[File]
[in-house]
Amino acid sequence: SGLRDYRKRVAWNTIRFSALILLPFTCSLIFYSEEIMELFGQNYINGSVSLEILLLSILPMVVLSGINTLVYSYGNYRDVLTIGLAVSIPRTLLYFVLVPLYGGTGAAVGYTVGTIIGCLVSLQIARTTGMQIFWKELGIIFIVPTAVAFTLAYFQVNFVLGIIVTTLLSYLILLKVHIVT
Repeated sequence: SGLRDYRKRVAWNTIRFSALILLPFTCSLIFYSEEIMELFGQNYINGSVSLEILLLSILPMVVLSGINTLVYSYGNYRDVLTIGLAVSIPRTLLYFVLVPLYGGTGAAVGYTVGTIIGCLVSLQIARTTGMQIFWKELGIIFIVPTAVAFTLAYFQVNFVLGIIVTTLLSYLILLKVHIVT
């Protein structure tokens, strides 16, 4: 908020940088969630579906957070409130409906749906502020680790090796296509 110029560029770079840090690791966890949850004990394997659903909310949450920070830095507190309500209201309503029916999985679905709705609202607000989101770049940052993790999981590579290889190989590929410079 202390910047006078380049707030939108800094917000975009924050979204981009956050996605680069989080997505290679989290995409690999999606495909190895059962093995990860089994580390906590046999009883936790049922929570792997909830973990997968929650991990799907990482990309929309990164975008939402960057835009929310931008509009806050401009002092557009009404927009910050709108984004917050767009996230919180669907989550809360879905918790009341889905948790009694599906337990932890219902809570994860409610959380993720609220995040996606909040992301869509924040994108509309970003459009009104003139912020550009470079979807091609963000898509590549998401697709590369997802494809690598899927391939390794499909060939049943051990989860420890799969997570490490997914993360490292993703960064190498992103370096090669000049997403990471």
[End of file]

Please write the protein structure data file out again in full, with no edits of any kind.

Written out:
[in-house]
Amino acid sequence: SGLRDYRKRVAWNTIRFSALILLPFTCSLIFYSEEIMELFGQNYINGSVSLEILLLSILPMVVLSGINTLVYSYGNYRDVLTIGLAVSIPRTLLYFVLVPLYGGTGAAVGYTVGTIIGCLVSLQIARTTGMQIFWKELGIIFIVPTAVAFTLAYFQVNFVLGIIVTTLLSYLILLKVHIVT
Repeated sequence: SGLRDYRKRVAWNTIRFSALILLPFTCSLIFYSEEIMELFGQNYINGSVSLEILLLSILPMVVLSGINTLVYSYGNYRDVLTIGLAVSIPRTLLYFVLVPLYGGTGAAVGYTVGTIIGCLVSLQIARTTGMQIFWKELGIIFIVPTAVAFTLAYFQVNFVLGIIVTTLLSYLILLKVHIVT
């Protein structure tokens, strides 16, 4: 908020940088969630579906957070409130409906749906502020680790090796296509 110029560029770079840090690791966890949850004990394997659903909310949450920070830095507190309500209201309503029916999985679905709705609202607000989101770049940052993790999981590579290889190989590929410079 202390910047006078380049707030939108800094917000975009924050979204981009956050996605680069989080997505290679989290995409690999999606495909190895059962093995990860089994580390906590046999009883936790049922929570792997909830973990997968929650991990799907990482990309929309990164975008939402960057835009929310931008509009806050401009002092557009009404927009910050709108984004917050767009996230919180669907989550809360879905918790009341889905948790009694599906337990932890219902809570994860409610959380993720609220995040996606909040992301869509924040994108509309970003459009009104003139912020550009470079979807091609963000898509590549998401697709590369997802494809690598899927391939390794499909060939049943051990989860420890799969997570490490997914993360490292993703960064190498992103370096090669000049997403990471």